IN RE: R.A.T., R.L.T., P.R.T., and B.T.
The issue before this court is whether including constructive abandonment, a recently created ground for involuntary termination of parental rights, in the jury charge violated the constitutional prohibition against retroactive laws under the facts of this case. We find that it did, and we reverse and remand.
In two points of error, appellant contends that instructing the jury on constructive abandonment violated her rights under the Texas Constitution. The amendment to TEX.FAM. CODE ANN. § 161.001 (Vernon 1996) adding constructive abandonment was effective September 1, 1995. The element of constructive abandonment 1 which concerns this appeal is the temporal requirement that the children have been in “the permanent or temporary managing conservatorship of the Department of Protective and Regulatory Services” for not less than one year. The Texas Department of Protective and Regulatory Services amended its petition for termination of appellant's parental rights on December 1, 1995. The trial began on January 29, 1996, almost five months after the effective date of the amendment adding constructive abandonment. In order to terminate appellant's parental rights based on constructive abandonment, a period of approximately seven months before the effective date must be added to the almost five months between the effective date and the date of trial to achieve the requisite one year under Section 161.001(1)(N). This use of time prior to the effective date of the amendment to meet the one-year requirement is what appellant argues is a prohibited retroactive application. We agree.
TEX.CONST. art. I, § 16 provides that “[n]o ․ retroactive law ․ shall be made.” However, not every retroactive law is unconstitutional. Texas Water Rights Commission v. Wright, 464 S.W.2d 642 (Tex.1971). Article I, section 16 prohibits retroactive laws which change “rights” as opposed to “remedies” or which effect vested rights or well-founded claims as opposed to non-vested or inchoate rights. Texas Water Rights Commission v. Wright, supra; Deacon v. City of Euless, 405 S.W.2d 59 (Tex.1966); McCain v. Yost, 155 Tex. 174, 284 S.W.2d 898 (1955); Mellinger v. City of Houston, 68 Tex. 37, 3 S.W. 249 (1887). In the recent case of M.L.B. v. S.L.J. and M.L.J., 519 U.S. 102, 117 S.Ct. 555, 136 L.Ed.2d 473 (1996), the Supreme Court addressed the concerns of an indigent natural parent whose rights were terminated and stated:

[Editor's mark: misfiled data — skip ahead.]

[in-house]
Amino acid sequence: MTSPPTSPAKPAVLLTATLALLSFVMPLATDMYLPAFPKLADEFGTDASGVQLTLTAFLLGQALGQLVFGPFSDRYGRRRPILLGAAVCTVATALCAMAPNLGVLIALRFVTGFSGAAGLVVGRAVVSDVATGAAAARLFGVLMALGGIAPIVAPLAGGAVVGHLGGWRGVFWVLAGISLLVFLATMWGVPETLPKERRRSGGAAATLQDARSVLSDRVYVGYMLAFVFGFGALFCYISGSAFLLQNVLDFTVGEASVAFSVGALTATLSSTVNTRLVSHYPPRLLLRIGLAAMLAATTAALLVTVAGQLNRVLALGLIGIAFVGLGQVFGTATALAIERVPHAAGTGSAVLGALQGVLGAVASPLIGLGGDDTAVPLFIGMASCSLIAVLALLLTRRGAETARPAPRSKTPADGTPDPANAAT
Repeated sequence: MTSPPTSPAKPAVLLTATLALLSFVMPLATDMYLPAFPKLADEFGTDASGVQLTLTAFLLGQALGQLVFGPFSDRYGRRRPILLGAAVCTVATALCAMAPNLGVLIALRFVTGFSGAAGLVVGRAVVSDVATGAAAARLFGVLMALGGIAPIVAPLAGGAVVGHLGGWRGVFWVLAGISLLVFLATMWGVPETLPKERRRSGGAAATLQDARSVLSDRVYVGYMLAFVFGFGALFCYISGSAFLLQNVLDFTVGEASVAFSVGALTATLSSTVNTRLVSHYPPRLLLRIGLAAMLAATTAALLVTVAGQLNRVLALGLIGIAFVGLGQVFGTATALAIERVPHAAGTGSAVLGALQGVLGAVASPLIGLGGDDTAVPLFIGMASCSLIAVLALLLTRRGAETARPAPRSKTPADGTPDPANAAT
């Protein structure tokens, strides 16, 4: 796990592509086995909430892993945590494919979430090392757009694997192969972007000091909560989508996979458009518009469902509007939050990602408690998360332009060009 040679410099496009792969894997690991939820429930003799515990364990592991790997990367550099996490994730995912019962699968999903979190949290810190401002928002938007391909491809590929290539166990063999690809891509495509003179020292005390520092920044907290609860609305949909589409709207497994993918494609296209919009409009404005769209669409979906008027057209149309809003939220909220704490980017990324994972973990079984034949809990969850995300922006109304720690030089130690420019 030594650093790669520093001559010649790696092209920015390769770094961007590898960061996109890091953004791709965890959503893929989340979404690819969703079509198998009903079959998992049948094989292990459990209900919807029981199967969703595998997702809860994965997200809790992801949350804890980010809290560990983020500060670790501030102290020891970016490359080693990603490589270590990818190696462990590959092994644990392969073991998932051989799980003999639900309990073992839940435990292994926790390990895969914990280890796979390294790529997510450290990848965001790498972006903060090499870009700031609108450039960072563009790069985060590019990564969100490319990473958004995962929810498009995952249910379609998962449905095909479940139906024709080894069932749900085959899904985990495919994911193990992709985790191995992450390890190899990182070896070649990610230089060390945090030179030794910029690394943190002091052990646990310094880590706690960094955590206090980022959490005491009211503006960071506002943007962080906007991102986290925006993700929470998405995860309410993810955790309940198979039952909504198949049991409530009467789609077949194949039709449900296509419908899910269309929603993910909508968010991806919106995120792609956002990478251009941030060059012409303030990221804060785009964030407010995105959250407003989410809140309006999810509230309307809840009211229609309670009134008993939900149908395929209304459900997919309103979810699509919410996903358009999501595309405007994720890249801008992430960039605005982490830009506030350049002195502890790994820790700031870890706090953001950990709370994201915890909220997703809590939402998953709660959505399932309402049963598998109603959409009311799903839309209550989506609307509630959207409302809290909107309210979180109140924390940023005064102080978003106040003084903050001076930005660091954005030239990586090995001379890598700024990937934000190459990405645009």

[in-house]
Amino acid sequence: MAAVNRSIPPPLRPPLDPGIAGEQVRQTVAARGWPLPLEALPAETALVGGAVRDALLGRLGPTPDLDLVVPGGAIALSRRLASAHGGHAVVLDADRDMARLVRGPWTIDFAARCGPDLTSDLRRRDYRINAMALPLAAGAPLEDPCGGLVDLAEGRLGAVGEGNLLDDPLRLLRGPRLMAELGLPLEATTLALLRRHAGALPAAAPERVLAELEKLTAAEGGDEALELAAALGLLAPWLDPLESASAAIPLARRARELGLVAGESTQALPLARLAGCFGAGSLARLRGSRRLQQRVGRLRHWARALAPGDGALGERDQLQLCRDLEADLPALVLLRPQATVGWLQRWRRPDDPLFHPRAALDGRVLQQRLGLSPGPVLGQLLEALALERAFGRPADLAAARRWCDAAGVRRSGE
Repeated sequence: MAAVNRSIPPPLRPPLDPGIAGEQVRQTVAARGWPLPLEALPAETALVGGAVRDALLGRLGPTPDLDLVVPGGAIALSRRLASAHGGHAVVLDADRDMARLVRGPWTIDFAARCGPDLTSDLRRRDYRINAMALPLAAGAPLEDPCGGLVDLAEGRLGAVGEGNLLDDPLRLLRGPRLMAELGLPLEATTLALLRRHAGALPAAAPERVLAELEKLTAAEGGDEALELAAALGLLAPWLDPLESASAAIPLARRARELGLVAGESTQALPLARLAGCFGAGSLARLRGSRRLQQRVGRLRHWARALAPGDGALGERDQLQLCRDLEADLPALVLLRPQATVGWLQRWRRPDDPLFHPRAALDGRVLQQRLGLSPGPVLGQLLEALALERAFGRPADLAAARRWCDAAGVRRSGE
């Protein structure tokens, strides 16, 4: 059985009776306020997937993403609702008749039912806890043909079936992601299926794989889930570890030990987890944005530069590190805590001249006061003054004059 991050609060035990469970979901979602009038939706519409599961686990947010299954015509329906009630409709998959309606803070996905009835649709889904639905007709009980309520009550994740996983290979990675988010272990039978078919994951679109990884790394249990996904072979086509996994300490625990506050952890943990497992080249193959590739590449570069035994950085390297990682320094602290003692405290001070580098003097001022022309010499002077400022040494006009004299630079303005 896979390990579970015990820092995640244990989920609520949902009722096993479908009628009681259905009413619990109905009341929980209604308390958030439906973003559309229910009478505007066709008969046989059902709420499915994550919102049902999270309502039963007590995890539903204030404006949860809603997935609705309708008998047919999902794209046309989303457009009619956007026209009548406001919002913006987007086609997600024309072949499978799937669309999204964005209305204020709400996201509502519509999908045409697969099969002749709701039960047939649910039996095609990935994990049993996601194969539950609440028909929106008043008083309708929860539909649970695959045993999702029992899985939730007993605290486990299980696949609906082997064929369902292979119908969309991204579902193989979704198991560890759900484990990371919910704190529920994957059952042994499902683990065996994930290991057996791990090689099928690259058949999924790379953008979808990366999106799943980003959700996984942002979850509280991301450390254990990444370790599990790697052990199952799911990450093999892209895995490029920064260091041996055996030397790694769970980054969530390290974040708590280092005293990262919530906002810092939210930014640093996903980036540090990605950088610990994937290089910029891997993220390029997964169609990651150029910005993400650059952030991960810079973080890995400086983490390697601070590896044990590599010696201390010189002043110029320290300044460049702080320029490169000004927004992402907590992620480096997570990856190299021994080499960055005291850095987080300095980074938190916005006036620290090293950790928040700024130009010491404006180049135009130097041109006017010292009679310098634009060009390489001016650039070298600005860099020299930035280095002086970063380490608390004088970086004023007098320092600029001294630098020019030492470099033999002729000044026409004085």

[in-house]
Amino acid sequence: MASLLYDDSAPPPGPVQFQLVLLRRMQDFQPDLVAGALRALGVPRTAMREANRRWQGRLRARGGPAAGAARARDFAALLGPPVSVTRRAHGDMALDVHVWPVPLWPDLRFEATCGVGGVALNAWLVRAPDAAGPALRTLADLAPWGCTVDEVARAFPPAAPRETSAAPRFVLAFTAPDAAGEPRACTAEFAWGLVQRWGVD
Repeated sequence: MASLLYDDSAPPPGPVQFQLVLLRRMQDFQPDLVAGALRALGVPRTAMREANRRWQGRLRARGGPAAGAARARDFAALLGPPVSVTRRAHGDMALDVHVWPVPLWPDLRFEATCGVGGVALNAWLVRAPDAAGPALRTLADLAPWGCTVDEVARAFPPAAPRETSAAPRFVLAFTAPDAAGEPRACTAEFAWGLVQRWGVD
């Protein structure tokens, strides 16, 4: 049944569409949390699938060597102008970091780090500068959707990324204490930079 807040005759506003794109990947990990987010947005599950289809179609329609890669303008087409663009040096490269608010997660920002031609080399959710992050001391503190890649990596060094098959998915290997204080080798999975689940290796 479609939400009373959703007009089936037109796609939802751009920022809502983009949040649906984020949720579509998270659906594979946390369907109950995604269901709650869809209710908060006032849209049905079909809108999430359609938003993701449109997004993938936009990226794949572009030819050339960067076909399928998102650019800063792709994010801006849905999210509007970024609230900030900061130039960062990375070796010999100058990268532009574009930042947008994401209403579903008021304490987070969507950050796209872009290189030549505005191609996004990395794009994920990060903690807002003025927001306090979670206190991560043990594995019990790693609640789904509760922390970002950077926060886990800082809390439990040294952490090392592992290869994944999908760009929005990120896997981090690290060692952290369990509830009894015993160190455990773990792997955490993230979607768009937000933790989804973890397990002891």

Choices about marriage, family life, and the upbringing of children are among associational rights this Court has ranked as “of basic importance in our society,” [Boddie v. Connecticut, 401 U.S. 371, 91 S.Ct. 780, 28 L.Ed.2d 113 (1971) ], rights sheltered by the Fourteenth Amendment against the State's unwarranted usurpation, disregard, or disrespect.
In Wiley v. Spratlan, 543 S.W.2d 349 at 352 (Tex.1976), the Texas Supreme Court recognized that “[t]he natural right which exists between parents and their children is one of constitutional dimensions.” See also In the Interest of J.W.T., 872 S.W.2d 189 (Tex.1994). We hold that appellant's parental rights to her four children is such a “vested right” or a “well-founded claim” that the jury instruction on constructive abandonment violated her constitutional protection against retroactive laws. Because a vested right is involved, we disagree with the State's argument that the enabling language of the legislation allowed the trial court to instruct the jury on constructive abandonment.2